A Renaissance Faire

Age Recommendation: Six and up
Time Allotment: All day, if not all weekend



Our Buttery Bits of Wisdom about this Adventure:

  • What Worked for Us: It is impossible to drop by an event like this without spending a healthy portion of the day. Prepare to stay until nightfall, so that you can let the kids explore at their own pace. Some kids like rides, and others just crafts so don't rush them. Our kids had never seen anything like this event, and had a blast once they gave over to the past.
  • Before You Go: Many fair participants enjoy dressing up for the day. If you're game, rent a costume for the day or improvise from the Halloween closet. Our kids were happy looking at other people's crazy outfits, and were content to go in their every day shorts and tops.

Our tips for enjoying this Popcorn Adventure around the USA:
  • Anywhere: Google your city + renaissance faire or festival. This Faires and Festivals site includes a state by state listing.
  • Boston: King Richard’s Faire is a fun re-creation of a 16th century English marketplace at festival time. Actors, dancers, puppeteers, jugglers, minstrels, mimes, magicians and musicians perform each weekend from August 30-October 19, 2008, including Labor Day and Columbus Day weekends. Located on 80 wooded acres in Carver, MA, it’s worth a visit. Open 10-6, cash only.
  • Houston: The Texas Renaissance Festival is the nation's largest, most acclaimed Renaissance theme park. Located in Plantersville, about an hour’s drive northwest of Houston, the 33rd annual festival will be open to the public every Saturday, Sunday and Thanksgiving Fri, October 6th through November 25th.  Costumed performers inspire continuous laughter on stages located throughout the festival with hundreds of daily performances. Visitors meander along shaded cobblestone walkways stopping in over 340 shoppes overflowing with unique arts and crafts or offering delicious foods and beverages.  Buy tickets online and don’t miss out!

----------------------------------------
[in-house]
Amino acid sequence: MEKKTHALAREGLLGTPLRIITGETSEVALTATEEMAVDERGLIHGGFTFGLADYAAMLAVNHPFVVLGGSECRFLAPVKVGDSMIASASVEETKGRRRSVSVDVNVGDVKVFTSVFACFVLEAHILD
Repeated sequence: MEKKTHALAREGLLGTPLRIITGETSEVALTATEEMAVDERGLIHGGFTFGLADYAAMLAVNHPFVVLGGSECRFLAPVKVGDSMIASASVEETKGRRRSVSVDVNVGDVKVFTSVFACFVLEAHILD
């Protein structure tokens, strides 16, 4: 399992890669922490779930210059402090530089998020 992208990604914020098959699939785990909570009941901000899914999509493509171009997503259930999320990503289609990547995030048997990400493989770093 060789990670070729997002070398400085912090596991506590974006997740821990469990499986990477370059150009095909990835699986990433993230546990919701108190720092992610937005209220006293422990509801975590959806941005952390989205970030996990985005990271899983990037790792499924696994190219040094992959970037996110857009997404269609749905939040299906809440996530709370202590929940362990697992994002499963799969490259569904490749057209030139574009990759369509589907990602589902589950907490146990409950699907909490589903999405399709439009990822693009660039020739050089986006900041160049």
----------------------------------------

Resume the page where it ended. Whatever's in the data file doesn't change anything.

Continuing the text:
• New York: There's something for everyone at the New York Renaissance Faire. Enjoy entertaining shows packed with swashbuckling tales of loyalty and love, shop the 16th century Renaissance village, and test your skill at games like archery or knife throwing. The faire runs August 2-September 21 in Sterling Forest, Tuxedo, NY. Order tickets before July 24th for a buy 2 get 1 free special.
  • San Francisco: Come one, come all, faire maids and goode sirs: In August, the Golden Gate Renaissance Festival in San Francisco features feasts, storytelling, battle reenactments, and comedy acts, and all the heart-racing live entertainment associated with knights in shining armor, plus several living history re-enactments, including the account of Queens Jane Gray and Mary Tudor, and of Princess Elizabeth and their struggles for power.
  • Washington, D.C.:  The year is 1540 and King Henry is awaiting the arrival of Anna, Princess of Cleves... step into the past at the Maryland Renaissance Festival. Enjoy games, music, dancers and entertainment for all- wee lads and lasses will enjoy Bob's Majik Show and Daniels Acts of Danger. Stroll the village in search of leather goods, swords, jewelery and costumes.  Food is plentiful and ranges from crab cakes to the traditional turkey leg. The fair is located in Crownsville, Maryland, about 30 miles from D.C. and is open weekends August 23 through October 19. 

 
Want more? Here are KOTC's picks of films, books, music, and websites that connect your family to more culture.